Continuity of care and clinical outcomes in a national health system
ABSTRACT Continuity of care is widely viewed as a key quality indicator for outpatient mental health care. However, few studies have been conducted of the relationship between continuity of care and client outcomes. This study examined the relationship between measures of three aspects of continuity of care (regularity of care, continuity of treatment across organizational boundaries, and intensity of treatment) and the Global Assessment of Functioning (GAF), a single-item mental health status measure, in a national health care system.
Three analytic samples were derived from a nationwide Department of Veterans Affairs administrative data set: patients with at least one inpatient GAF rating and a later outpatient GAF rating (N=8,334) and two groups who had at least two outpatient GAF ratings, one group that was beginning a new episode of treatment (N=49,946) and a second group in ongoing treatment (N=123,371). Hierarchical linear modeling was used to control for potential site-level autocorrelation and to adjust for differences in diagnostic status, sociodemographic characteristics, baseline GAF score, and the length of time between GAF ratings.
Several positive and significant relationships were found for discharged inpatients and new outpatients. However, only a few of these relationships could be confidently said to be clinically meaningful. Specifically, among discharged inpatients, for every additional month in which an outpatient visit occurred over a six-month period, there was a .69 increase in the GAF change score for a total increase of 4.1 points. Among new outpatients the equivalent values were smaller, at .3 and 1.8. In contrast with the findings for discharged inpatients and new outpatients, high intensity of care was negatively associated with GAF change scores for continuing outpatients.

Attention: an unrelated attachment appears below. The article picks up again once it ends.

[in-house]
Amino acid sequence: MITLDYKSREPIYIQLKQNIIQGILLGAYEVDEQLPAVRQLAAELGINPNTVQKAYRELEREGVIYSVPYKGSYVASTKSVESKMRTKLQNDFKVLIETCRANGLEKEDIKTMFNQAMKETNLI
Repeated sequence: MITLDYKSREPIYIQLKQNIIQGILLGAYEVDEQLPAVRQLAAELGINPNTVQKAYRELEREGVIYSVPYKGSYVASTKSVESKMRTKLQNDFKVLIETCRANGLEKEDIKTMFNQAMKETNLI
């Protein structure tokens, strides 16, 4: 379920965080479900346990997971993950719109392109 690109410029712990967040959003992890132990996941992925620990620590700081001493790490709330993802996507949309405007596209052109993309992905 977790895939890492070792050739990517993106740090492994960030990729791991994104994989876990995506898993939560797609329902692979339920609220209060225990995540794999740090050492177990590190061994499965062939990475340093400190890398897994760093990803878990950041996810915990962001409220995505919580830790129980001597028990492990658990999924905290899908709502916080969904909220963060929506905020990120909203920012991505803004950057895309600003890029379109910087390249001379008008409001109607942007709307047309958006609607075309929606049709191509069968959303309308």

In contrast with several earlier studies, this study showed positive and statistically significant associations between several continuity-of-care measures and client outcomes. These relationships were observed only in transitional treatment situations, that is, after hospital discharge and at the beginning an episode of outpatient care, situations in which continuity of care may be especially important. However, although positive and statistically significant, the magnitude of these effects may not have been clinically meaningful.
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Article: Data Mining Episode Groupers[Show abstract] [Hide abstract]
ABSTRACT: It is the purpose of this study to develop a method to define sequential episodes of patient care. We will use data from a cohort of patients with heart problems and diabetes. We will focus on the condition of congestive heart failure, a co-morbid disease of diabetes that is progressive and irreversible. The biggest problem is to determine where one episode ends and another begins. We start with time series methods to order the claims sequentially. Then we use path analysis in SAS Enterprise Miner to see which episodes are related sequentially. Domain knowledge is also required to define the episodes. Once the episodes are defined, we use decision trees to examine the relationship between treatment and outcome. We want to determine whether different treatments lead to different outcomes.
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